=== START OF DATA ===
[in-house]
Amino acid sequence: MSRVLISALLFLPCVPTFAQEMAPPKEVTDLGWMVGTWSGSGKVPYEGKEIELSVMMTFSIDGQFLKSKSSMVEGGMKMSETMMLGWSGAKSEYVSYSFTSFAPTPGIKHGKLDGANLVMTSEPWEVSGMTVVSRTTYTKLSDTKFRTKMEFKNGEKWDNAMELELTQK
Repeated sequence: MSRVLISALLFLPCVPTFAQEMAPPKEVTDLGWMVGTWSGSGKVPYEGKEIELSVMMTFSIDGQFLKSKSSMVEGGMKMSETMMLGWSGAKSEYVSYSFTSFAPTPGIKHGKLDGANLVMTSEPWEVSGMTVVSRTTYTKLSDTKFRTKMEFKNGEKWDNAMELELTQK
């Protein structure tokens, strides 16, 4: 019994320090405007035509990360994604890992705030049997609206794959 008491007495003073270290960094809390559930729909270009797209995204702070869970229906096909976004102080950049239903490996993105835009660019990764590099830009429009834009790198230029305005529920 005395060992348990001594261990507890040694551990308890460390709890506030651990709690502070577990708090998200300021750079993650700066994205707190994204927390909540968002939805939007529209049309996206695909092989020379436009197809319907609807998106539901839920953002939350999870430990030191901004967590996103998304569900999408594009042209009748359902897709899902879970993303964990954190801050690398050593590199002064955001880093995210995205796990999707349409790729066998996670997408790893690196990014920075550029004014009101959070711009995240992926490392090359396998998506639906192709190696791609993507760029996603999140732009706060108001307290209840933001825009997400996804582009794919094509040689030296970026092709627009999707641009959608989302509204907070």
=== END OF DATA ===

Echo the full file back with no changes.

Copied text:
[in-house]
Amino acid sequence: MSRVLISALLFLPCVPTFAQEMAPPKEVTDLGWMVGTWSGSGKVPYEGKEIELSVMMTFSIDGQFLKSKSSMVEGGMKMSETMMLGWSGAKSEYVSYSFTSFAPTPGIKHGKLDGANLVMTSEPWEVSGMTVVSRTTYTKLSDTKFRTKMEFKNGEKWDNAMELELTQK
Repeated sequence: MSRVLISALLFLPCVPTFAQEMAPPKEVTDLGWMVGTWSGSGKVPYEGKEIELSVMMTFSIDGQFLKSKSSMVEGGMKMSETMMLGWSGAKSEYVSYSFTSFAPTPGIKHGKLDGANLVMTSEPWEVSGMTVVSRTTYTKLSDTKFRTKMEFKNGEKWDNAMELELTQK
């Protein structure tokens, strides 16, 4: 019994320090405007035509990360994604890992705030049997609206794959 008491007495003073270290960094809390559930729909270009797209995204702070869970229906096909976004102080950049239903490996993105835009660019990764590099830009429009834009790198230029305005529920 005395060992348990001594261990507890040694551990308890460390709890506030651990709690502070577990708090998200300021750079993650700066994205707190994204927390909540968002939805939007529209049309996206695909092989020379436009197809319907609807998106539901839920953002939350999870430990030191901004967590996103998304569900999408594009042209009748359902897709899902879970993303964990954190801050690398050593590199002064955001880093995210995205796990999707349409790729066998996670997408790893690196990014920075550029004014009101959070711009995240992926490392090359396998998506639906192709190696791609993507760029996603999140732009706060108001307290209840933001825009997400996804582009794919094509040689030296970026092709627009999707641009959608989302509204907070």